HMS H5 was a Royal Navy H-class submarine built by Canadian Vickers, Montreal and launched in June 1915. She was soon in action sinking the German U-boat 51 in July 1916 but was herself sunk after being rammed by the by the British merchantman S.S. Rutherglen when mistaken for a German U-boat on 2 March 1918. Sadly, all on board perished but are commemorated at Chatham Naval Memorial and also at the Holyhead Maritime Museum Anglesey. It is only recently that the wreck site has come under the Protection of Military Remains Act.

Above: memorial at Holyhead Maritime Museum, Anglesey

Along with the 26 crew that day was an observer, US Navy Lieutenant Earle Wayne Freed Childs from the American submarine AL-2. As a result, he became the first US submariner to lose his life in the First World War and whose story is completed later in this piece.

Above: Submarine H5

Having been built in Montreal, HMS H5 was among the first submarines to cross the Atlantic. Her armament was four 18-inch (45.72 cm) bow torpedo tubes for eight torpedoes. H5’s standard complement was twenty-two crew, but by 1918, H5 would house twenty-six men.

Lieutenant Cromwell Hanford Varley was assigned as one of H5’s first commanders. Operating for a time from Harwich, she sank U51 on 14 July 1916.  Later spending her time in the Irish Sea at Queenstown and Rathmullen, from September 1917, she joined a flotilla of submarines based at Berehaven in Bantry Bay and at Killybegs, Ireland working from the depot ships HMS Vulcan and HMS Ambrose. It was her role to intercept German U-boats operating around the Irish coast, and in the Western approaches and Irish Sea. After Varley left H5, Forbes took over, being an officer of great repute and highly regard. By 1918, her crew consisted of twenty-six men. Five men held Distinguished Service Medals, and the commander held a Distinguished Service Order. One crewman was possibly descended from the famous Anson family (see below).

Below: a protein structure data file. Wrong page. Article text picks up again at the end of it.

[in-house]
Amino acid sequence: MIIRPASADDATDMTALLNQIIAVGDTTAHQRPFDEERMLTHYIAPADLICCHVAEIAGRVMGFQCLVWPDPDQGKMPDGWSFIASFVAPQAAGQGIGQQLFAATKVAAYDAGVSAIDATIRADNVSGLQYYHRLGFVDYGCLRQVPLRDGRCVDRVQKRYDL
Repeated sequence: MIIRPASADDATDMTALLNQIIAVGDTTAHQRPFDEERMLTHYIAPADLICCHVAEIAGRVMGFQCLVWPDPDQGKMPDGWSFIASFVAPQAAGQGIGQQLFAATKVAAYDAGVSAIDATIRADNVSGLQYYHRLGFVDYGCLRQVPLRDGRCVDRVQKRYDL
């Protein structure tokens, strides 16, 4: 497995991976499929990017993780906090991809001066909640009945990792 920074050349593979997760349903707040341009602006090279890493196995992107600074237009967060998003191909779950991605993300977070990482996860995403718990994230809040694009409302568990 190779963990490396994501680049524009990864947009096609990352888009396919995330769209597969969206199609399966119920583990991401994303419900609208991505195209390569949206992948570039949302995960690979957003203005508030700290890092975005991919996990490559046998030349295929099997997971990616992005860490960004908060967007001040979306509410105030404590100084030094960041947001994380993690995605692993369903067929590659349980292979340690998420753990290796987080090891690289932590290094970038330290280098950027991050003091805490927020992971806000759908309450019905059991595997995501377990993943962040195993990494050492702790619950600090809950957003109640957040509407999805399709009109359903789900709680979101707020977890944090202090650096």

The crew of H5 perished on the 2 March due to a number of unfortunate circumstances:

  • The presence of U-boats in the Irish Sea meant that picking up survivors was a risk to any ship that attempted it. Previous experience of ships being torpedoed after stopping to help others led the British Admiralty to advise that ships should abandon survivors to save themselves.
  • British submarines, like their German counterparts, varied greatly in their shape and size. Without special knowledge of British submarine outlines, observers had to rely on identification marks to discern friend from foe.
  • Weather could exacerbate identification and in H5’s case it was night time, visibility was poor, and merchant traffic did not know of H5’s presence. Whilst the number of submarines lost to friendly fire in the Great War is low compared to the total sunk. (4 out of 56) almost all of those incidents involved a signal or insignia being confused, missed, or not identified in time.

As stated earlier, H5 had begun operations with a victory in July 1916 under the command of Cromwell H. Varley, RN, when she torpedoed the U-boat U51 and was photographed flying the Jolly Roger on returning to Yarmouth from her patrol in the Bight (14 July 1916). Although this is not the first time a British submarine flew the Jolly Roger to celebrate a victory, it is the first known photograph of one. (RN Submarine Museum)

Above: Flying the Jolly Roger 1916 (RN Submarine Museum)

By a twist of fate, on 28th July 1919, the British Prize Court awarded the crew of H5 a £175 bounty for the sinking of U51but of course by that time they had already perished.

Above: The crew of H5 (National Museum of the Royal Navy)

The happier times of July 1916 were soon to be replaced by tragedy when a message was received on 7 March 1918 by Vice Admiral Sir Lewis Bayley, Admiral Commanding Western Approaches from Captain Martin Nasmith VC of SS Rutherglen

“SS Rutherglen has rammed a submarine at 20.30hrs. on the 2nd March within position Lat. 53 4’ N, Long. 4 40’ W.  The submarine was crossing bow at considerable speed. After collision cries were heard and men seen in the water, also there was a strong smell of petrol vapour. Forepeak of “Rutherglen” is flooded”.